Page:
Staircase Terminology


Here is a complete glossary of staircase design related terms that you should know about:

Baluster/Spindle – This is the vertical member of the staircase, and be plain or decorative. It is the infill between the handrail and the base rail.

Balustrading – This is the collective name for the complete assembly, which consists of handrails, spindles, caps and newels.

Bullnose Step – Usually located at the bottom of the stairs with one or both ends of the step having a quarter- circle design.

Closed String – When the profile of treads and risers cannot be seen, it is because the string face is housed or trenched. Thus the term closed string applies.

Connector fittings – A term used to describe pieces of wood or metal that allow the handrail to change pitch & direction on the staircase.

Continuous Handrail – The term applies when straight lengths of handrail are connecting to handrail fittings and ramps. The handrail flows over the tops of newel turnings thus creating a continuous run of handrail.

Cove molding – Typically a piece of 1/2″ x 3/4″ molding that is attached underneath the treads & balcony cap.  This molding covers any gaps between the rough framing and the finish tread while contributing to a finished look.

Curtail Step – A decorative shaped step at the bottom of the stairway which usually accommodates the volute and volute newel turning of the Continuous Handrail System.

Cut or Open String – Descriptive of a string with the upper edge cut away to the shape of the treads and risers. As a result, the profile can be seen from the side.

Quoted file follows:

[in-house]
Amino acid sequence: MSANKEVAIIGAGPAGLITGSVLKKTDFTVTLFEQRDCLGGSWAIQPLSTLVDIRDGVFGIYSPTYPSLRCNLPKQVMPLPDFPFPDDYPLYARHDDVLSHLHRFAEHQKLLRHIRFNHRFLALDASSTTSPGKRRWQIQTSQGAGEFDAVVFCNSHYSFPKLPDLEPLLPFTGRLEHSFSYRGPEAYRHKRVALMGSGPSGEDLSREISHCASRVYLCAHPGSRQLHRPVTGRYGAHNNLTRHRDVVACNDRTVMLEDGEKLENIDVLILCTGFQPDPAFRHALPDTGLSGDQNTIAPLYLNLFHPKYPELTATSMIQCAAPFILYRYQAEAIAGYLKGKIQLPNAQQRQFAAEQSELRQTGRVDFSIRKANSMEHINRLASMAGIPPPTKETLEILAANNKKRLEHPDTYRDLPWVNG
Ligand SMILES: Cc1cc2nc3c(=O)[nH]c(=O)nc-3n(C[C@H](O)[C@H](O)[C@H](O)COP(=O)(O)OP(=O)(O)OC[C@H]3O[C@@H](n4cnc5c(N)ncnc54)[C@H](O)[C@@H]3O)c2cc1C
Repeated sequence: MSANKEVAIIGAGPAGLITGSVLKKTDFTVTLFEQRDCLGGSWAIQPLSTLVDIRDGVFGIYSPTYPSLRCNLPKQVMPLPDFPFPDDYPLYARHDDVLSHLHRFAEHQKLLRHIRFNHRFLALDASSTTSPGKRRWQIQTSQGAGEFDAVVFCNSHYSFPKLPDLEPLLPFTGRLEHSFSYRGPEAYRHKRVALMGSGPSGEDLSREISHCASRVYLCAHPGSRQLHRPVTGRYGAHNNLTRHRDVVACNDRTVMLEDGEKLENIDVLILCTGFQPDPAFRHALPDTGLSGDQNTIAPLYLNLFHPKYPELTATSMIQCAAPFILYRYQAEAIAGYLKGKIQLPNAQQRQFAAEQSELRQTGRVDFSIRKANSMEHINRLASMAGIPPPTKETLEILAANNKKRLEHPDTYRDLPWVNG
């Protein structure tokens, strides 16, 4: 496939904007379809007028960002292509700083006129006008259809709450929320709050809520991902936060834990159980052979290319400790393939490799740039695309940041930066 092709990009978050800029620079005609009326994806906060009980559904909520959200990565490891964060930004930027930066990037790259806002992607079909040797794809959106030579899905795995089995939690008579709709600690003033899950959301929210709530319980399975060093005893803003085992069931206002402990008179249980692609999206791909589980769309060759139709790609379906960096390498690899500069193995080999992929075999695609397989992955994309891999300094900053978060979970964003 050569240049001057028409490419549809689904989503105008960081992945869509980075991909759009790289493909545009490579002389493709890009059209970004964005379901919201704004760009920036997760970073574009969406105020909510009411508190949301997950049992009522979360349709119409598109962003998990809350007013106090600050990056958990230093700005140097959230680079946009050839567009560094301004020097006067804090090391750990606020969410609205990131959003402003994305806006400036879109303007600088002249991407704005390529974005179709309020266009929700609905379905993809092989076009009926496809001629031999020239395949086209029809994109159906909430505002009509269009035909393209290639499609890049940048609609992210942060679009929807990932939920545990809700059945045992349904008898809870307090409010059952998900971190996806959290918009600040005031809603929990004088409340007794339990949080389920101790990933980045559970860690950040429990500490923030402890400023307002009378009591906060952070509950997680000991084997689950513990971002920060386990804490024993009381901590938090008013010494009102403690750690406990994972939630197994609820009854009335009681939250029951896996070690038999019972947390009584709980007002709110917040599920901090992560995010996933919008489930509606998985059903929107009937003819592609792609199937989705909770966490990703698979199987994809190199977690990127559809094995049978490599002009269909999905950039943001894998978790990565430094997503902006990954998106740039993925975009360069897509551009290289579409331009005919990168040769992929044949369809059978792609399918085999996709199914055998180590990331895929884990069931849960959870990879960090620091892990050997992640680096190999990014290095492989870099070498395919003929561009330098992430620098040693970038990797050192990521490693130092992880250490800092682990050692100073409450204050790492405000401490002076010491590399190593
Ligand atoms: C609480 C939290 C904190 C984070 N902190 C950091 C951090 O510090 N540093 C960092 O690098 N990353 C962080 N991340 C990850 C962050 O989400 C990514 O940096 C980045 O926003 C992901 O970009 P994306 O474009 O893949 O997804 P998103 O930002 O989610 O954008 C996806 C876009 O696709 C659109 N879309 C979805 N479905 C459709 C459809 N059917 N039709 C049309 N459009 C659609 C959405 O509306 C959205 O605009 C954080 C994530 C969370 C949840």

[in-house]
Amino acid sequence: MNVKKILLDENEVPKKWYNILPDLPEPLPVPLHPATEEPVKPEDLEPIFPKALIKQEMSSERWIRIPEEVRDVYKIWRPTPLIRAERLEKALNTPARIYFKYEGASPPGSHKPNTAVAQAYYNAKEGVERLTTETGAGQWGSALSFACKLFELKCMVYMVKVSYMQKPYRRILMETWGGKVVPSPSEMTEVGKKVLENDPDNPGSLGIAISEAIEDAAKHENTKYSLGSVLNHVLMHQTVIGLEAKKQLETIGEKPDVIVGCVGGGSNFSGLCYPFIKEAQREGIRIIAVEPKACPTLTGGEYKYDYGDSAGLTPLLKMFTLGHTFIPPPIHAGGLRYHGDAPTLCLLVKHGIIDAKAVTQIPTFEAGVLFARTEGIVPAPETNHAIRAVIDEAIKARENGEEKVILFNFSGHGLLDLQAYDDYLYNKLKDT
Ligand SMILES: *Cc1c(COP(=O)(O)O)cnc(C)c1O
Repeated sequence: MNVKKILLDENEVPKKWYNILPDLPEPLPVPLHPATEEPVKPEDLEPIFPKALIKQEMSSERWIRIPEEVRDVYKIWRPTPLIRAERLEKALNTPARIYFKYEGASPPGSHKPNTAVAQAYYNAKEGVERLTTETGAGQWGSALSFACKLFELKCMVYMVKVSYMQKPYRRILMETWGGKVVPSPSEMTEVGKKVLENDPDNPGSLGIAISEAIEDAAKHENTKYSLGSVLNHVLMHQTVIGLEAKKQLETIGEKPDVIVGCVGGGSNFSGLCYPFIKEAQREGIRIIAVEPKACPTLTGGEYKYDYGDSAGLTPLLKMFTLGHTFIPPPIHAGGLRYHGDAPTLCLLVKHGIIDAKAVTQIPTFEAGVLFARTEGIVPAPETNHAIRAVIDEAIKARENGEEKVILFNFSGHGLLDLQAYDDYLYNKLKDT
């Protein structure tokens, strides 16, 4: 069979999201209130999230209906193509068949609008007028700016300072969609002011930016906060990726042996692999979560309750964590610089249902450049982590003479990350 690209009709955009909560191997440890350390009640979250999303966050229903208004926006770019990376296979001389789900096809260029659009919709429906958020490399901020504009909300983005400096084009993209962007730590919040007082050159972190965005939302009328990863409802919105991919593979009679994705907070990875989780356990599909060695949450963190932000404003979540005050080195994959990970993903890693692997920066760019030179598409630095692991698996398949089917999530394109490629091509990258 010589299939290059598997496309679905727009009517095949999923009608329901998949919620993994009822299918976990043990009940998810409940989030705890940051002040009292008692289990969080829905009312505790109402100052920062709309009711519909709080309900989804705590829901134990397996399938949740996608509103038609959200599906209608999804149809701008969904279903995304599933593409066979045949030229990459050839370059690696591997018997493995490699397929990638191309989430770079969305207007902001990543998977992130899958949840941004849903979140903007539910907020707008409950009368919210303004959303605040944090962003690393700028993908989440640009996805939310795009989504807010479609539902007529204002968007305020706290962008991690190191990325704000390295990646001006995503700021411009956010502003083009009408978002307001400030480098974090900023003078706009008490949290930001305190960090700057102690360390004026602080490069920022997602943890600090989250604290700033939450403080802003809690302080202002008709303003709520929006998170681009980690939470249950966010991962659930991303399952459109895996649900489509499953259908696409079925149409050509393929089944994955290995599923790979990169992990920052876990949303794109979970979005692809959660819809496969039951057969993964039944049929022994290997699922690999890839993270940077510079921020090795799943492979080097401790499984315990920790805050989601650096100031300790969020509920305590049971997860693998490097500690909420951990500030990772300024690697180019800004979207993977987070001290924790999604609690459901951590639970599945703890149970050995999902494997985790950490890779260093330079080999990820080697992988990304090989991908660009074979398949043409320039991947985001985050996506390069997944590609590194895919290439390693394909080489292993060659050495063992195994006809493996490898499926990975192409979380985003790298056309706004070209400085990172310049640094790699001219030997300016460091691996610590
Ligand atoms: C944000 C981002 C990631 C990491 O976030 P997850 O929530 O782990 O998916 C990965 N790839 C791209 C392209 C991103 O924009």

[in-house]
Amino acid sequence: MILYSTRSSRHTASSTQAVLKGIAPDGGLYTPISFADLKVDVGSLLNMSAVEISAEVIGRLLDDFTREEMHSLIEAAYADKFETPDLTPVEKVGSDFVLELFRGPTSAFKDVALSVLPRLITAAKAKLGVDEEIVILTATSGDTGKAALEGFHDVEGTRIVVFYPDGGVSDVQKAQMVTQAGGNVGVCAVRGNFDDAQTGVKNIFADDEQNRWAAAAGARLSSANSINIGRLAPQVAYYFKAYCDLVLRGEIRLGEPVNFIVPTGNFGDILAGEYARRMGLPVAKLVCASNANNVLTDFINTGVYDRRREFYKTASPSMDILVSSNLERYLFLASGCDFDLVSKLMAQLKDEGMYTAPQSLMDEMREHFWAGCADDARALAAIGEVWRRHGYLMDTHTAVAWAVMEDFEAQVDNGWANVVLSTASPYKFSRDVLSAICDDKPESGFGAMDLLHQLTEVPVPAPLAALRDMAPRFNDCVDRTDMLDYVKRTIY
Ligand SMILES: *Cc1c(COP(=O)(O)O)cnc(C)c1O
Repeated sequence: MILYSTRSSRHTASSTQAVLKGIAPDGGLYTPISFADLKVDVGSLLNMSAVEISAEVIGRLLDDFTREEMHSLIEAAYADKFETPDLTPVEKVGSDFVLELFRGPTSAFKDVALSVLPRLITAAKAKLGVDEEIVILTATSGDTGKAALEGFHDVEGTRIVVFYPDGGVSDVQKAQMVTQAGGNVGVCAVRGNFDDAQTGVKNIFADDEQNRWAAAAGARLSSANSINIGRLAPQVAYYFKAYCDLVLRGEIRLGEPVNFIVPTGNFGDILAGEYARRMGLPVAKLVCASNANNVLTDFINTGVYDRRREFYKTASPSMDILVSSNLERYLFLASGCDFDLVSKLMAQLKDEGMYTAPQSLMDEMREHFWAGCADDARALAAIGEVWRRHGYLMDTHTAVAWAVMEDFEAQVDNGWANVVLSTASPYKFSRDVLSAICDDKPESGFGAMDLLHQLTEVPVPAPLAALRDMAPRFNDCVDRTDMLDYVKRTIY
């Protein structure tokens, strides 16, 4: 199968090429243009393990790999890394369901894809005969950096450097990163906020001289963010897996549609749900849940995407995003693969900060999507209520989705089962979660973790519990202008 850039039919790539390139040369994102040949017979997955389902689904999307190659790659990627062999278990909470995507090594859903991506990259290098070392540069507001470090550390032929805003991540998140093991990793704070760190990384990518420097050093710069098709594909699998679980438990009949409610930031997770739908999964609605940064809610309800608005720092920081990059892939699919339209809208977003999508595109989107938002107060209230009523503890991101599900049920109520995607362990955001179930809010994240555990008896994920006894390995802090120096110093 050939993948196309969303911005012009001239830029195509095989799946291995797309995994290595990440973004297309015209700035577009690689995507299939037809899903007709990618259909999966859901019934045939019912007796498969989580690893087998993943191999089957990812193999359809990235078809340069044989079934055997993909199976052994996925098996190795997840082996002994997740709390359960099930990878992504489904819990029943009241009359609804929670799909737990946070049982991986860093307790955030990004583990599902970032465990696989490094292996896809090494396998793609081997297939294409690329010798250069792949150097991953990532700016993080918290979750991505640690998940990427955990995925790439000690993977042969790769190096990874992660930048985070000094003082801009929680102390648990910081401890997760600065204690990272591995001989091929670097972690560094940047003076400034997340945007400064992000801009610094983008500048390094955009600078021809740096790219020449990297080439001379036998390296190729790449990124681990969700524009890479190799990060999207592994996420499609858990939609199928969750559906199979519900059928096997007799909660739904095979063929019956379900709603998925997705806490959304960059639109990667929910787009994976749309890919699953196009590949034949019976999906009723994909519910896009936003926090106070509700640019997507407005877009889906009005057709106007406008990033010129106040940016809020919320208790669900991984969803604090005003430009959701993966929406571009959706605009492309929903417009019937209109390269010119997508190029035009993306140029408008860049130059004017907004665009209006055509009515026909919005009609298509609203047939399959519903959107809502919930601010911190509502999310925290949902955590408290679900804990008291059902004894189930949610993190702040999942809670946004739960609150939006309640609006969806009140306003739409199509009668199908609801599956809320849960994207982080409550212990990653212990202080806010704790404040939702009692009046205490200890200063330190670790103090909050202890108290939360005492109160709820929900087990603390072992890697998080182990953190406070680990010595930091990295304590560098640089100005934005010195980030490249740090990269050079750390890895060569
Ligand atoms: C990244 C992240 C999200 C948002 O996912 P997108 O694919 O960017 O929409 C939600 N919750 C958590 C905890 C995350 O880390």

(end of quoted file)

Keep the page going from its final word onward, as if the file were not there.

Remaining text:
End Tread – A smaller version of the full tread.   This part of the staircase is typically 8″ or less in width.  This term refers to a finish piece of wood that is attached to the rough framing.  The balusters will be inserted directly into the end tread.

Handrail – The horizontal member of a balustrade system that sits on top of the balusters and is supported by the newel posts.

Kick Board – A piece of wood that is notched to slide over the steps of the staircase against the wall.  This board can range from 1/4″ – 1″ in thickness.  A panel molding is typically placed over the kick board for a finished look.

Newel or Post – The newel/post accommodates the handrails, strings, treads and risers of a stairway.

Nosing – The nosing is the edge of the tread that projects beyond the face of riser along with the face of a cut string.

Pitch – This is the angle between the horizontal and the pitch line.

Pitch Line – The pitch line is the notational line that connects the nosing of all the reads in a flight of stairs.

Rake – Refers to a stairs’ pitch

Rise – In a flight of stairs, it is the vertical distances between the floors of landings that are connect by the flight. It is the vertical measurement from top of tread to top of tread.

Riser -The riser is the board that forms the face of a step.  The riser is connected to the skirt board at a 45 degree miter when skirt board is an option.

Skirt board – A piece of wood that is attached to the area below the treads and/or balcony cap.  This piece is attached at the same pitch degree as the staircase.  A piece of panel molding is attached to the skirt board to give a finished look.

Staircase – A term that many people are familiar with. The staircase is the entire structure compromising the treads, steps, strings, balusters and landing.

Stairway/Stairwell – This is the space, or void provided by the stairs

Step -The step is the combination of the tread and riser.

Tread – Top or horizontal surface of a step.

Tread filler – A piece of 3/8″ – 5/8″ plywood that is cut to fit in between the end tread and the wall
and/or wall tread.  This piece of wood allows the carpet to be installed slightly above the finished
tread giving the look of a carpet runner over a full tread.
Volute – ornament consisting of a curve on a plane that winds around a center with an increasing distance from the center

Wall Tread – Very similar to the end tread.  This is a finish piece of wood that is typically 1″-1 1/4″ smaller in width than the end tread.  It it attached to the rough framing against the kick board or drywall.